Leading Yourself And Others With The Brain In Mind: Part One

Neuroscience has made remarkable discoveries in the last 15-20 years, in particular, how the brain works in the workplace. One of the more intriguing studies concludes that while we all have grey matter, no two brains are exactly alike. In other words, based on our life experiences, both positive and negative, we all view the world through our own unique lens. This may be one of the keys as to why so many relationships fail at work.

To truly address the issues of leadership we must acknowledge that while all human beings have a brain each one interprets, processes, innovates, problem solves and sees the world from their own unique perspective. The brain has millions of neurons that store and process information.

As an example, have you ever walked into a room and caught the scent of something in the air that immediately brought forth a strong emotion and memory? That is a great example of the brains capacity to identify and make meaning out of information. For me, if I smell fresh dill, I always think of my grandmother. She cooked with dill quite often and just a whiff of it and I am brought back to her kitchen and the good feelings I enjoyed while cooking with her. Dill can produce a very different experience if you ever had food poisoning and one of the ingredients in the food that made you sick was dill. I use this example to show how wide a range of experiences we can have even from the most benign thoughts or sensory information. The brain stores experiences and is continuously looking for connections in order to understand and protect us from what it perceives as harmful (pain) or move us towards what is perceived as reward (pleasure). Based on our history of experiences, how we process information can vary in numerous ways. In spite of our differences we are all hard wired to survive- and their are many variations as to what each of us considers “survival”.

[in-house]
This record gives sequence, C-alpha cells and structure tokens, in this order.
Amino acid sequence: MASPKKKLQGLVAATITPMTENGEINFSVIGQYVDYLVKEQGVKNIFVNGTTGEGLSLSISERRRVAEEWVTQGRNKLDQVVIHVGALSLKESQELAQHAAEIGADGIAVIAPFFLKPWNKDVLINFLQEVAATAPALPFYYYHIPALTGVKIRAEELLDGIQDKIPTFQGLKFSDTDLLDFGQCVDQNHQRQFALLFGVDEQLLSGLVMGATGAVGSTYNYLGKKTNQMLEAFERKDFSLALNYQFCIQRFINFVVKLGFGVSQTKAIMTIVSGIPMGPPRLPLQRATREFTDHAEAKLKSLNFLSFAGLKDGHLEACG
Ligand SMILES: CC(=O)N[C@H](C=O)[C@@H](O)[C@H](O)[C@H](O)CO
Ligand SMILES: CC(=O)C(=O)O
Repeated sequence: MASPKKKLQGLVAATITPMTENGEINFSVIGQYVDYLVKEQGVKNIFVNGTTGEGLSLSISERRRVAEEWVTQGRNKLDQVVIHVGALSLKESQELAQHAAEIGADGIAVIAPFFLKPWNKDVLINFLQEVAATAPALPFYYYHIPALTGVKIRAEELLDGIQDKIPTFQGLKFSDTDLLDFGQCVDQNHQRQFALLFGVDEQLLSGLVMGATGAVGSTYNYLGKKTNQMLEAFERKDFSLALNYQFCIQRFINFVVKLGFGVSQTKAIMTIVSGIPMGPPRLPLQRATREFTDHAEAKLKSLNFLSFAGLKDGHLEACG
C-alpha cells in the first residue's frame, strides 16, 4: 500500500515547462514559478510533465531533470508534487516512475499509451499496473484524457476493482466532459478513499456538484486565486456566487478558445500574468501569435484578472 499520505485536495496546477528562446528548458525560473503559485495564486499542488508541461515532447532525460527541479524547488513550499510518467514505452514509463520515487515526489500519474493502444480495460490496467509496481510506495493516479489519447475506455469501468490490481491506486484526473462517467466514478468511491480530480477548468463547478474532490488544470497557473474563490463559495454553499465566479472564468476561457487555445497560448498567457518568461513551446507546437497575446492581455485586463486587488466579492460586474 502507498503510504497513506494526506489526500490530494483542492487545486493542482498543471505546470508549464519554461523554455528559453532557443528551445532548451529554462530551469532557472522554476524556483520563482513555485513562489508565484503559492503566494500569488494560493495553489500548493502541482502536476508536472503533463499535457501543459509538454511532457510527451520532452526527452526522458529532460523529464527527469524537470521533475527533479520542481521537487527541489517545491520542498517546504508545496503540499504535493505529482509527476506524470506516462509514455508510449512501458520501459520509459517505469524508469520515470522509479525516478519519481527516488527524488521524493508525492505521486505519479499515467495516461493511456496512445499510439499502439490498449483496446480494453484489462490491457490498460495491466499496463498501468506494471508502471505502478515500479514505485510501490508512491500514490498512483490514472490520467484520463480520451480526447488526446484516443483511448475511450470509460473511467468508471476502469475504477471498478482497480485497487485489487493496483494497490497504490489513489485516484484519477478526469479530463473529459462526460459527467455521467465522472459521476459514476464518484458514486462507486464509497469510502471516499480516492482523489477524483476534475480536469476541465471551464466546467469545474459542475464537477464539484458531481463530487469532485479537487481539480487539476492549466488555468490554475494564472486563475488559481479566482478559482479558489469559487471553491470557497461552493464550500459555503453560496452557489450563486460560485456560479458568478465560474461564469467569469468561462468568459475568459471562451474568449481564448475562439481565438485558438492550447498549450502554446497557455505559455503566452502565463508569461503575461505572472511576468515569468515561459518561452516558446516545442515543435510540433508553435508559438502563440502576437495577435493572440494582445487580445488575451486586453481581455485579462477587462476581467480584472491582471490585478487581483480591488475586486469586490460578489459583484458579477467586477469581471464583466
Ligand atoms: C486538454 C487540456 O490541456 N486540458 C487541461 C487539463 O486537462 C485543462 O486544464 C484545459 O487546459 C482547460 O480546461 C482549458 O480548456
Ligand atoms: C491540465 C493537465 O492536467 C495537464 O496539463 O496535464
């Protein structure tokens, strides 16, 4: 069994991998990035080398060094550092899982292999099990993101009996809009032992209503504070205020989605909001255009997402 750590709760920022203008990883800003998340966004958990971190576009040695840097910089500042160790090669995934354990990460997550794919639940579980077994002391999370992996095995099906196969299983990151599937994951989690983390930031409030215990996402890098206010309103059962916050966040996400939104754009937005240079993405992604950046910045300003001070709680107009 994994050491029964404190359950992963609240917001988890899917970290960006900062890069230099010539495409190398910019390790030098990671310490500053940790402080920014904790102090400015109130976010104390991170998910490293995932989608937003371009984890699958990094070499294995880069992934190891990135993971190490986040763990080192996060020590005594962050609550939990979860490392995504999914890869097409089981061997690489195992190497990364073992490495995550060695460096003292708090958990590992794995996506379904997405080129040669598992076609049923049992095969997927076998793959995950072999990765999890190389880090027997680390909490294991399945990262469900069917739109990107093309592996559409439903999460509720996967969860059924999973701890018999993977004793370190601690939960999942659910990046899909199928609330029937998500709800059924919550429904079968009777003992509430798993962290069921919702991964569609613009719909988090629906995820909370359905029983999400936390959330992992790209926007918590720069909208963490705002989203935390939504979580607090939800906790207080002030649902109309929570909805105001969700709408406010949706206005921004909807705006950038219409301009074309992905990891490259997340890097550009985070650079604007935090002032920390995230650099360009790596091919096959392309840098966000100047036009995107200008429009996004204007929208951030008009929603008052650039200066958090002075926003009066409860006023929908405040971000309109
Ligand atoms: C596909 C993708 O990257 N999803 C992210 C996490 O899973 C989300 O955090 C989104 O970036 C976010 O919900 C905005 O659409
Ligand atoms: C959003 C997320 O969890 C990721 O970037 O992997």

So, which part of the brain will help us lead in a more positive and productive way? We don’t want to be in fight or flight mode when we lead or are making major life decisions. All too often we have experienced the stressed out, anxiety ridden leader which is a big trigger for our fight or flight response and if we are feeling particularly anxious, pressured, too much to do in too little time we can often make decisions driven by our limbic (flight or fight) system.

The Prefrontal Cortex (Solutions/Innovation) which is located in the front of the brain is a great place to start. This is the part of the brain responsible for innovation, abstract thinking, inspiration and regulating behavior as opposed to the Limbic System (Problems/Fear), which functions as the “fight or flight” survival portion of the brain. When one feels fear or any threat to their well being, the brains Limbic system fires up and pretty much shuts down the possibility of innovating solutions to current problems. If we apply this to our work environments it is critical to keep ourselves in that wonderful Prefrontal Cortex. Relaxed, slightly optimistic and calm is the best state of mind for leading ourselves and others. This allows our brain to innovate new ideas and think “out of the box”.

Scroll to Top